For me, it is very common to have new clients pay off their mortgages and establish a $100K HELOC for emergency liquidity. You would be amazed how much happiness people derive from being mortgage free. It almost always makes their plans more robust. The main situation that we don't do this is when all the assets are tied to a retirement account and a large withdrawal would cause taxation at a higher rate.

    For younger people who are still saving, once we put enough in the 401K to get the match, I often recommend accelerating the mortgage (the fact that it is less liquid and visible helps not spend it as well).

    David

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  • Robert Vogel

    Very good point, Michael. An interesting way to frame the question. I, like Don, would not be averse to recommending for a client to do a cash out mortgage to fund investments, if the facts fit, and in fact I have done it in the last few years. The reality is, however, that few clients fit the circumstances, and among those, even fewer would be comfortable with the strategy even if it was in their best interest. Even if they are equivalent, most clients would reject the idea of incurring new debt before they the idea of not retiring existing debt.

    • Michael Kitces

      Robert,
      Indeed, I agree that most clients would reject the idea of incurring new debt before the idea of not retiring existing debt. The problem is, as the illustration shows, it's the SAME thing. They're only different because of our irrational mental biases distorting out view.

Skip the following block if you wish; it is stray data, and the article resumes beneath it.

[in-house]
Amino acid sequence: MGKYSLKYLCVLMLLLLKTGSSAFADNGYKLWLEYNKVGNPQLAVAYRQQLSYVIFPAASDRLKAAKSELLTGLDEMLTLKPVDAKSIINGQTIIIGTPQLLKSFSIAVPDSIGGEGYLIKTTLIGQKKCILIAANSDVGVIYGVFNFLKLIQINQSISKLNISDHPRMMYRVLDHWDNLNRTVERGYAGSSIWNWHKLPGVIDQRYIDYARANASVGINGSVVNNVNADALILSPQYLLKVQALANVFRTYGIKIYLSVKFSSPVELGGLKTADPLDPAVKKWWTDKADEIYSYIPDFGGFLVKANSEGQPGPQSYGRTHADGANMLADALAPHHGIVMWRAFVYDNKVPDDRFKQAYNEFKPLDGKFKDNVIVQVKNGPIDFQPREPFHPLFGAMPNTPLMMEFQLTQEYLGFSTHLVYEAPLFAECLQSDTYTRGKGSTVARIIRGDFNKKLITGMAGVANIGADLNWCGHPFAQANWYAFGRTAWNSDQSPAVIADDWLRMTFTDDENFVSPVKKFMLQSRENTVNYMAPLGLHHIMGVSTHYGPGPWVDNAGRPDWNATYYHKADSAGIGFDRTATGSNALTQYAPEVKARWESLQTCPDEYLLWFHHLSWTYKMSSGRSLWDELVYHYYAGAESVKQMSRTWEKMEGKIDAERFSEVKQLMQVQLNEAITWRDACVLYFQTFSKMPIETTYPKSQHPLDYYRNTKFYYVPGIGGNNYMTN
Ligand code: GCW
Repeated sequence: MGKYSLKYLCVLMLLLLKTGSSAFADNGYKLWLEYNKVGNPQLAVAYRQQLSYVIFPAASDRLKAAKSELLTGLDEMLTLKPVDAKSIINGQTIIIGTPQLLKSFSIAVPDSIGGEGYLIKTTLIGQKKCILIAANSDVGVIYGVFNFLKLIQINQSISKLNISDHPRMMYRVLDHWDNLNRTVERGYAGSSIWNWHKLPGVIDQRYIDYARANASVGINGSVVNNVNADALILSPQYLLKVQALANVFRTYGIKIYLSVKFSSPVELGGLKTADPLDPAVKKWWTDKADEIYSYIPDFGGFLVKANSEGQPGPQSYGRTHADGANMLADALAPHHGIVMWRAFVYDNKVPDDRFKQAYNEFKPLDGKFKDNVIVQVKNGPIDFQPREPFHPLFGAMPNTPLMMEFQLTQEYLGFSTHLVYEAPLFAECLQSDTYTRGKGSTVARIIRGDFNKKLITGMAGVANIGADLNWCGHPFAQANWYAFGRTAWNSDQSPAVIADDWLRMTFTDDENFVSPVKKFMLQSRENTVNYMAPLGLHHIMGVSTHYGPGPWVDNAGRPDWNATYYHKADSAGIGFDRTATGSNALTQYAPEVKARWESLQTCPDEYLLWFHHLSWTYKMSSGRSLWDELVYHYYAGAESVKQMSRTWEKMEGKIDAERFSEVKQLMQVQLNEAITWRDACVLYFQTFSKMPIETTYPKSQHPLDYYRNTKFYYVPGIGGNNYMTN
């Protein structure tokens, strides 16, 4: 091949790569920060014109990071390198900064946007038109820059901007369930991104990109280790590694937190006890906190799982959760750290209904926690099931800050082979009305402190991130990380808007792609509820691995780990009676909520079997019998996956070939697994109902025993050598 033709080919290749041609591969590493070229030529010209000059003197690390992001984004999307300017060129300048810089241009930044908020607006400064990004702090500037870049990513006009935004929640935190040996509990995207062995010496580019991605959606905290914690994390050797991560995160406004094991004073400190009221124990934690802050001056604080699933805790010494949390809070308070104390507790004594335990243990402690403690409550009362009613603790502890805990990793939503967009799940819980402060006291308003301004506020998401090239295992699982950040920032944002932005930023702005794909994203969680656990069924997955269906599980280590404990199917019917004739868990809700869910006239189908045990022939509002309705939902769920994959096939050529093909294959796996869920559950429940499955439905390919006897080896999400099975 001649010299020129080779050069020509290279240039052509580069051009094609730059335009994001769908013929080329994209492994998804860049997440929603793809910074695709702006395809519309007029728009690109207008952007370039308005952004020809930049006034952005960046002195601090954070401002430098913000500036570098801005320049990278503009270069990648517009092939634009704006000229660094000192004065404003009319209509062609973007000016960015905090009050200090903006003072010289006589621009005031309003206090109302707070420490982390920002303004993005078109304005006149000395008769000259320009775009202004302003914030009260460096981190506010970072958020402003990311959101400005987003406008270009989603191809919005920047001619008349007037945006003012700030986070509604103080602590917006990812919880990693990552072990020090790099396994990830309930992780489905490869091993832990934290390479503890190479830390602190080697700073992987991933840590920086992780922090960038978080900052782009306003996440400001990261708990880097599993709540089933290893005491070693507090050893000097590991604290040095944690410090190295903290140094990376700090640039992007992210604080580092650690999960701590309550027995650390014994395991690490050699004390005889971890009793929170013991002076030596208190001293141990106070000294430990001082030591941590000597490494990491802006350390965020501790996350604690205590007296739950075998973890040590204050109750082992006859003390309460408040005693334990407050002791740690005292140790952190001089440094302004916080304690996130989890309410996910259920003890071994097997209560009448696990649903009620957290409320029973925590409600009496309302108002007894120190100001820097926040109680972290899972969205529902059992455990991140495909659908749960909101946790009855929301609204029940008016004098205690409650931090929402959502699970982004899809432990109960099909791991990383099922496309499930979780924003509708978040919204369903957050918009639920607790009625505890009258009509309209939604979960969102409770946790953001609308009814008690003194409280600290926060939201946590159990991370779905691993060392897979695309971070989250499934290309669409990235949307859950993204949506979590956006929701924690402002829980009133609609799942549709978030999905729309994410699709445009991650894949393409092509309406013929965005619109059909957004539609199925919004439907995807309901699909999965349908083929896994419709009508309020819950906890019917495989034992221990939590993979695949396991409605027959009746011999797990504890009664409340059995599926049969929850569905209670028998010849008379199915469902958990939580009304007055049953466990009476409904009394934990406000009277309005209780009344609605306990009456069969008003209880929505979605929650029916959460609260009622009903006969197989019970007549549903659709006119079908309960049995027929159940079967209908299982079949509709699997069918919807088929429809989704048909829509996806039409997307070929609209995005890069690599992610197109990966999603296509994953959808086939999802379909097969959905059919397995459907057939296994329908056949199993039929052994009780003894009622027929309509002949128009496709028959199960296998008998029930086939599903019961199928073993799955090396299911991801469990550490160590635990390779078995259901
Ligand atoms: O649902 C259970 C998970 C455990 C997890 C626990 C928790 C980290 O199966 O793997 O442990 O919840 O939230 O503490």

And if the reality is that the scenarios are the same and it's only our irrational bias that makes the difference, shouldn't we be helping clients work through that irrationality? And shouldn't we as planners be giving consistent advice, not something that is distorted by our own irrationality?

      Respectfully,
      - Michael

  • Joel Cundick

    Michael,

    I love your insights and unique perspective that you always add to the ever-evolving planning profession. In this case, I believe there are a few points that make your mortgage paradox unbalanced. First and most basic, most clients would need to initiate a HELOC on their home in order to take equity out to invest in the markets. Alternatively, they could do a cash-out refinance. Both processes are time-consuming (particularly in today's borrowing climate) and, in the case of the HELOC, can result in an inferior variable-rate loan.